But how did she learn to speak? The doctor told me that she could only hear very low timbers and vibrations and so she learned to speak from my husband who has a voice that is somewhere below subflooring.  I soon realized that the only time she would really communicate with anyone was when she heard a low voice or she was looking directly at someone.

I was horrified!
What the heck kind of a mother was I who missed this for six years!
The guilt set in big time.

So after a surgical procedure that forced the tubes open and after the doc removed the scar tissues, my daughter could hear. Not 100%, but the surgery was able to give her 90-95% hearing. She was really sick after the surgery and as she recuperated she walked around holding her ears shut because everything was too loud. Of course you all know her today as the shy, retired and quiet individual she grew up to be! NOT!

I guess I’m writing this to all the young mothers out there who might experience a child with the same symptoms. If you suspect something might not be right with your child, check it out.

And watch out girls…
I never really know if Kate can still read lips!

8 comments on “Turn That TV Down! Are you deaf or something???”

  1. Great post — you always manage to inject humor into the most dire of circumstances. Again, I understand how you feel because my learning disabled son (we have compared notes before) also had constant ear infections that did not hurt so I had no clue. This caused his auditory processing disorder. Katie’s situation sounds much scarier. Poor little kid, and poor Mom. Here’s the thing: we trust the medical professionals as though they are gods, and they are not. Even though I know intellectually that they are not perfect, and have many botched diagnoses and procedures to prove it, I still want to believe they know. When I trust my instincts and insist something is not right, it usually turns out to be the truth.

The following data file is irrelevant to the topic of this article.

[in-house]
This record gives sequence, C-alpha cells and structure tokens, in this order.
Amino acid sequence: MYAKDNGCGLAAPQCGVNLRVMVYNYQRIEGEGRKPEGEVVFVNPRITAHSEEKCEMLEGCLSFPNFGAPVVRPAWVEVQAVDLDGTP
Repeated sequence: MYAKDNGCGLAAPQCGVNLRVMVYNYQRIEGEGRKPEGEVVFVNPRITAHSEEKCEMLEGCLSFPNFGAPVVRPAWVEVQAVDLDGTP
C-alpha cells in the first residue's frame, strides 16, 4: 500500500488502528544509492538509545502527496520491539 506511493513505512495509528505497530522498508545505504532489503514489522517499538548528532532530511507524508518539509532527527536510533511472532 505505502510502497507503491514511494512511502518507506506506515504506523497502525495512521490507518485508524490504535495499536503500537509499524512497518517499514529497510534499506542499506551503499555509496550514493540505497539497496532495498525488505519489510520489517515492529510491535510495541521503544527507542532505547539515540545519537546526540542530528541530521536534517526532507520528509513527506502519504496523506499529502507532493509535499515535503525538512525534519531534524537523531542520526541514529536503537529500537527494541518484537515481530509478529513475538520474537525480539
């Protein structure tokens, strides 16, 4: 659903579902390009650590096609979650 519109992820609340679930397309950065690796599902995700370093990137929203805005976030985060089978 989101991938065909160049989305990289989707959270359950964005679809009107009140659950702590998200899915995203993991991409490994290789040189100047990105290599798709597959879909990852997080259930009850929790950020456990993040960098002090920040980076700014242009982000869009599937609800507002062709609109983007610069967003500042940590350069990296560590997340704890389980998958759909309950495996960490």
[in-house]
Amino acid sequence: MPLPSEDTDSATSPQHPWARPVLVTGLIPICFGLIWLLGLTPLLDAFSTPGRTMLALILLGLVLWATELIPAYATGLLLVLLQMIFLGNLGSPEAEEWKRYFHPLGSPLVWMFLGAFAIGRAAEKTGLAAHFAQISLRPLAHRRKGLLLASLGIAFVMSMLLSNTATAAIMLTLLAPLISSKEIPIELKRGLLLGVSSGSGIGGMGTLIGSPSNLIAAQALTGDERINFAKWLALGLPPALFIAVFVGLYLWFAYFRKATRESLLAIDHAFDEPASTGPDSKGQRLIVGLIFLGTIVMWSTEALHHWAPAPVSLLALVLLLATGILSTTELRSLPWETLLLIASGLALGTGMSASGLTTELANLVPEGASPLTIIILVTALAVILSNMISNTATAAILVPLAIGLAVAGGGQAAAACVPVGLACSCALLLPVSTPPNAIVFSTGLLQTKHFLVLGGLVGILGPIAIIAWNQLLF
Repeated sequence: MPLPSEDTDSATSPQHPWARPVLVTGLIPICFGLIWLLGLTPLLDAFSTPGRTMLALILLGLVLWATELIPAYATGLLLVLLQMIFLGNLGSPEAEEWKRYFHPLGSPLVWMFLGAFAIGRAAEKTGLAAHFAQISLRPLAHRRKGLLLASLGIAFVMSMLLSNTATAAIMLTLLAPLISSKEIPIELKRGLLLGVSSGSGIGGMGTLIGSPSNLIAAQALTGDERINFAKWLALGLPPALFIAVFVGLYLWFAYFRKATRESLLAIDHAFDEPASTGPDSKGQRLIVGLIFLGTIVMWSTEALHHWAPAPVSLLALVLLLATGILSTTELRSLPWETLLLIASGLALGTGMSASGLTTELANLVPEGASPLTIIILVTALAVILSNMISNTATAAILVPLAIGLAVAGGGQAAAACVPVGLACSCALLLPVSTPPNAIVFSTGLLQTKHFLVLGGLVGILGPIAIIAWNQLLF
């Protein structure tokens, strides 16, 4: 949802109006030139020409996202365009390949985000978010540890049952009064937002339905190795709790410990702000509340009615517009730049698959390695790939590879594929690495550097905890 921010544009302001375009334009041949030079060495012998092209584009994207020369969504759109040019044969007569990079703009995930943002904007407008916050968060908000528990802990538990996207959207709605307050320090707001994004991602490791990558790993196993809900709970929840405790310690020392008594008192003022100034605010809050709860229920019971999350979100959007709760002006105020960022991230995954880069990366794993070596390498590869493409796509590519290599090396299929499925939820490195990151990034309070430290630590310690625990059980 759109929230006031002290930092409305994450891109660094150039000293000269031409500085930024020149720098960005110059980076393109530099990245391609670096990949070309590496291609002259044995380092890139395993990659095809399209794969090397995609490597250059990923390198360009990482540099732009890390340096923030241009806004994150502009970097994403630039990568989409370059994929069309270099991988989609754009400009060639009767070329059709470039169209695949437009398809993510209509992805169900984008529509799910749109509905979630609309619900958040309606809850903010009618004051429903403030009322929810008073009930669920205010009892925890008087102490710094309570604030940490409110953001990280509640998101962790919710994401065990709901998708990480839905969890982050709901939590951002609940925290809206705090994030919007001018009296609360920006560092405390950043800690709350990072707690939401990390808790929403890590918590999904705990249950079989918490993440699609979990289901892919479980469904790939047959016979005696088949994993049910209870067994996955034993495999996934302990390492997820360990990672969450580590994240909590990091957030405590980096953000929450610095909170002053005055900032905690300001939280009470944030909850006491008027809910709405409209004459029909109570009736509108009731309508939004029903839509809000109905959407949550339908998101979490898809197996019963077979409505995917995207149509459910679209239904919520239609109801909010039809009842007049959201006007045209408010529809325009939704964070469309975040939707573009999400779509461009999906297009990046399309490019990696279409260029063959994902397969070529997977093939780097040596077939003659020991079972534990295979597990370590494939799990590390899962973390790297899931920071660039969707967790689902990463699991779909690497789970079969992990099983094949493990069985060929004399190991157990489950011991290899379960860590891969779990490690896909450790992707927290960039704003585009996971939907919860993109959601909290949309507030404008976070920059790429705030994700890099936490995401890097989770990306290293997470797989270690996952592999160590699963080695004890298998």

I’m glad everything worked out but it must have been devastating at the time (not knowing, surgery, sick little girl, etc.).

  2. Wow. I think it’s amazing that she was (and probably is still) resilient. I’m always amazed at how adaptable kids (and adults) can be… Its an awesome thing to be reminded of. Thanks

  3. You have such skills to have told Katie’s story like this. Just like AnnQ, this gave me chills as well. And still made me laugh at the end! Thank you for sharing!

  4. This is such a wonderful piece and a good reminder that IF you think things are awry, don’t hesitate to keep asking the questions. My sister in law wrote about this a few years back as a guest blogger for the NYTimes Motherlode blog – my niece has hearing impairment and it took them a while to realize it. On top of that, there was the denial by EVERYONE (grandparents especially) about the fact that their perfect child could be slightly “less than perfect” (whatever that means). http://parenting.blogs.nytimes.com/2009/09/25/revamping-after-a-childs-diagnosis/ All I have to say is thank goodness for those school hearing tests. I wonder how many people find issues through those tests.

  5. Wow! I can’t believe so many people brushed off the hearing concerns when she was little. It is hard to imagine Katie being quiet, that doesn’t seem like her natural state 🙂 I’m so glad everything turned out OK.